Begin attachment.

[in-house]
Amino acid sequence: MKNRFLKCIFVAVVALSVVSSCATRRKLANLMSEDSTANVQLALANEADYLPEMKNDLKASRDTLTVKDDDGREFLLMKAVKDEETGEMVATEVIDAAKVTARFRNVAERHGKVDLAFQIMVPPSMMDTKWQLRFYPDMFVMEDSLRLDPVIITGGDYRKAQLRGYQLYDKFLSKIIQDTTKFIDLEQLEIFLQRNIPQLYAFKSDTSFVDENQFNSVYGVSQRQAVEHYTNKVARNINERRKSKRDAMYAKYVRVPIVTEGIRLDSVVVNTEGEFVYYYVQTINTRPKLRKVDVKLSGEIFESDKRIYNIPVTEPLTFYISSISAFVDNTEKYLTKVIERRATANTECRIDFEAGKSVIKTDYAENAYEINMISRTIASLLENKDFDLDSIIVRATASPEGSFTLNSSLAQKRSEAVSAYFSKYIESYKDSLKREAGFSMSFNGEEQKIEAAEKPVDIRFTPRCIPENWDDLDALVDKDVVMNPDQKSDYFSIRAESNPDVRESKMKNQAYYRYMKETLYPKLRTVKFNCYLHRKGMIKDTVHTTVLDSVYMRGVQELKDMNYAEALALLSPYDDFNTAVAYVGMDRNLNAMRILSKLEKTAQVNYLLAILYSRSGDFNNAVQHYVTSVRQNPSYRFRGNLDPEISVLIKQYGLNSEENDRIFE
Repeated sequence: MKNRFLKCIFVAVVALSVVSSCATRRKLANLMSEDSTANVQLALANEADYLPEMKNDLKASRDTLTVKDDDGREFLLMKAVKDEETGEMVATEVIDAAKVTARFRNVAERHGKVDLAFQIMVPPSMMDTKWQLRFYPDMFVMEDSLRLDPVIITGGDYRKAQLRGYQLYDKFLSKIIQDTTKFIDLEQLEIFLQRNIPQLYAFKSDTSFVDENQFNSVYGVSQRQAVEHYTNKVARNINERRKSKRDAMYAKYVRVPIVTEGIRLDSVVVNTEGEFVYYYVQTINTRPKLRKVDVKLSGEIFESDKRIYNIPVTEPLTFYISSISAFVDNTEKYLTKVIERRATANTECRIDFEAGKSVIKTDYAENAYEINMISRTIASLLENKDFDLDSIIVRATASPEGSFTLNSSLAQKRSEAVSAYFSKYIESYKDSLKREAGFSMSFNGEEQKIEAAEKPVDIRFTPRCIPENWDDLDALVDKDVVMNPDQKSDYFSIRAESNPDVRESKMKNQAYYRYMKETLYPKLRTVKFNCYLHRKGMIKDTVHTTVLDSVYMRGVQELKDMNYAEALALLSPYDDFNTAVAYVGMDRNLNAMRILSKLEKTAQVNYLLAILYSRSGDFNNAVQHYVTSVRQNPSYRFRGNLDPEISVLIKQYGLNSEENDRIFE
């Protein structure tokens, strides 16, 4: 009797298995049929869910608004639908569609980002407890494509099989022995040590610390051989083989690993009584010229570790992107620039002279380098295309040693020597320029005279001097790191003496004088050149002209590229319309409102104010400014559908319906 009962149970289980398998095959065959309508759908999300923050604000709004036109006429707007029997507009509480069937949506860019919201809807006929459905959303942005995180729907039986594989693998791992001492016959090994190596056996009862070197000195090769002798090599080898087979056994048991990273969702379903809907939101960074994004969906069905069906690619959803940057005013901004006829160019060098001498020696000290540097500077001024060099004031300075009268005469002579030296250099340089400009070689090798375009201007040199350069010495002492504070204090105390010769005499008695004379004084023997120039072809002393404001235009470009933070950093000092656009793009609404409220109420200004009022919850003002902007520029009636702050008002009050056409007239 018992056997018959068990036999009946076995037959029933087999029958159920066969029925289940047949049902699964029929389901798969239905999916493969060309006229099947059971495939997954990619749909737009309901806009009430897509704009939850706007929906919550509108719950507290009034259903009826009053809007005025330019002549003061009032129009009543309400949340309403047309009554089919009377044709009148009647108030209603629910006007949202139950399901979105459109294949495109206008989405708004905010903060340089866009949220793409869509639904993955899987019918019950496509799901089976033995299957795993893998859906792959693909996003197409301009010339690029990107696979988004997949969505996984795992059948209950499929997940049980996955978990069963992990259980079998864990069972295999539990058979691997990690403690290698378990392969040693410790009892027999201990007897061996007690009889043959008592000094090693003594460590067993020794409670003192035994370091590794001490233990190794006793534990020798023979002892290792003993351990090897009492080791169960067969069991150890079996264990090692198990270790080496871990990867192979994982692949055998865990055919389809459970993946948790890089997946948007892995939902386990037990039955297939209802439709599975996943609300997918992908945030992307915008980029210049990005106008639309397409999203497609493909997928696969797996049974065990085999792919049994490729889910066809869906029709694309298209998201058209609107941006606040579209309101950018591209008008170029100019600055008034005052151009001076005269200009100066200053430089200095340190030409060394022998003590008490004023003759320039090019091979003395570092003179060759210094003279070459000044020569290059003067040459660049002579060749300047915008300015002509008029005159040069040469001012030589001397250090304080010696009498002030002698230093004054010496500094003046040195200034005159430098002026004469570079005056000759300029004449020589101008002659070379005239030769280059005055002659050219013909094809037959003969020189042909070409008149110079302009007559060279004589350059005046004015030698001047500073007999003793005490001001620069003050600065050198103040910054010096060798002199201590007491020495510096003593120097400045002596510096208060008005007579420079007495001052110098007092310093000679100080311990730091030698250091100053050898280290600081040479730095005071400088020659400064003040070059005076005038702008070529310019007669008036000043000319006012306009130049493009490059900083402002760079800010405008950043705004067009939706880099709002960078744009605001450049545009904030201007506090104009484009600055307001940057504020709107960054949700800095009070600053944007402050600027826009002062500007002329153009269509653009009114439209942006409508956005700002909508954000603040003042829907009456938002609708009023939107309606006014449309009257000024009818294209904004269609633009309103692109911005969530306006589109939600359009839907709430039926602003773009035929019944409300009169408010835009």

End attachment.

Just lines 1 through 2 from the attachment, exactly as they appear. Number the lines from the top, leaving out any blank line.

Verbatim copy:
[in-house]
Amino acid sequence: MKNRFLKCIFVAVVALSVVSSCATRRKLANLMSEDSTANVQLALANEADYLPEMKNDLKASRDTLTVKDDDGREFLLMKAVKDEETGEMVATEVIDAAKVTARFRNVAERHGKVDLAFQIMVPPSMMDTKWQLRFYPDMFVMEDSLRLDPVIITGGDYRKAQLRGYQLYDKFLSKIIQDTTKFIDLEQLEIFLQRNIPQLYAFKSDTSFVDENQFNSVYGVSQRQAVEHYTNKVARNINERRKSKRDAMYAKYVRVPIVTEGIRLDSVVVNTEGEFVYYYVQTINTRPKLRKVDVKLSGEIFESDKRIYNIPVTEPLTFYISSISAFVDNTEKYLTKVIERRATANTECRIDFEAGKSVIKTDYAENAYEINMISRTIASLLENKDFDLDSIIVRATASPEGSFTLNSSLAQKRSEAVSAYFSKYIESYKDSLKREAGFSMSFNGEEQKIEAAEKPVDIRFTPRCIPENWDDLDALVDKDVVMNPDQKSDYFSIRAESNPDVRESKMKNQAYYRYMKETLYPKLRTVKFNCYLHRKGMIKDTVHTTVLDSVYMRGVQELKDMNYAEALALLSPYDDFNTAVAYVGMDRNLNAMRILSKLEKTAQVNYLLAILYSRSGDFNNAVQHYVTSVRQNPSYRFRGNLDPEISVLIKQYGLNSEENDRIFE